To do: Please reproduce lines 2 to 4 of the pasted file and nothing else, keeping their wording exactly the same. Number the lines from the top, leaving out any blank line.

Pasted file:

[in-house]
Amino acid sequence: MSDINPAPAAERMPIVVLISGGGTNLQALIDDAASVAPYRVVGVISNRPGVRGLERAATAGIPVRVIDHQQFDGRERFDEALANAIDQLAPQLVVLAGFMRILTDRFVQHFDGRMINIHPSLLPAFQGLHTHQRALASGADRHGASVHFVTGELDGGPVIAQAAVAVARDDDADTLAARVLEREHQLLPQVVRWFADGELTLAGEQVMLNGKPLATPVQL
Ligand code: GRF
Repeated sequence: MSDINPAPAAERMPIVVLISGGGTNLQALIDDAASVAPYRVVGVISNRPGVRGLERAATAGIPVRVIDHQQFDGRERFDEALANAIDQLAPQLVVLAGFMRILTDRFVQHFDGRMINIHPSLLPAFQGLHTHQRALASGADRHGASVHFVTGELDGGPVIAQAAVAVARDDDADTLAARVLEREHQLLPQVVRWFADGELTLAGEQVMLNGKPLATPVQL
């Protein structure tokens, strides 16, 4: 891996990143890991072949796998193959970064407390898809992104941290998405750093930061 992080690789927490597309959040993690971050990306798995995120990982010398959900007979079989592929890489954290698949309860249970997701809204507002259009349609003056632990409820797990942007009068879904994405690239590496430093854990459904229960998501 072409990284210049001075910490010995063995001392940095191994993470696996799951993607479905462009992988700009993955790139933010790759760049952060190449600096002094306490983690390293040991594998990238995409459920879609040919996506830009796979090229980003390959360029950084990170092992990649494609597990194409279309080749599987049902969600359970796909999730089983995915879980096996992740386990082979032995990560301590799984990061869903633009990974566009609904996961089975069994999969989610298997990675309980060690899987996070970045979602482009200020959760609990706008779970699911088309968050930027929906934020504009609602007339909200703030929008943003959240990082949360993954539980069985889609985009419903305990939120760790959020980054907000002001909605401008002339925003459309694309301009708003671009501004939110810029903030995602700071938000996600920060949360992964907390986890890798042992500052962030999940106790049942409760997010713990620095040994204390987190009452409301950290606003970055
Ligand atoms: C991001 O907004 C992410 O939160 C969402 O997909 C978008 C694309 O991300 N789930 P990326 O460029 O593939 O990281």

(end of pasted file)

Amino acid sequence: MSDINPAPAAERMPIVVLISGGGTNLQALIDDAASVAPYRVVGVISNRPGVRGLERAATAGIPVRVIDHQQFDGRERFDEALANAIDQLAPQLVVLAGFMRILTDRFVQHFDGRMINIHPSLLPAFQGLHTHQRALASGADRHGASVHFVTGELDGGPVIAQAAVAVARDDDADTLAARVLEREHQLLPQVVRWFADGELTLAGEQVMLNGKPLATPVQL
Ligand code: GRF
Repeated sequence: MSDINPAPAAERMPIVVLISGGGTNLQALIDDAASVAPYRVVGVISNRPGVRGLERAATAGIPVRVIDHQQFDGRERFDEALANAIDQLAPQLVVLAGFMRILTDRFVQHFDGRMINIHPSLLPAFQGLHTHQRALASGADRHGASVHFVTGELDGGPVIAQAAVAVARDDDADTLAARVLEREHQLLPQVVRWFADGELTLAGEQVMLNGKPLATPVQL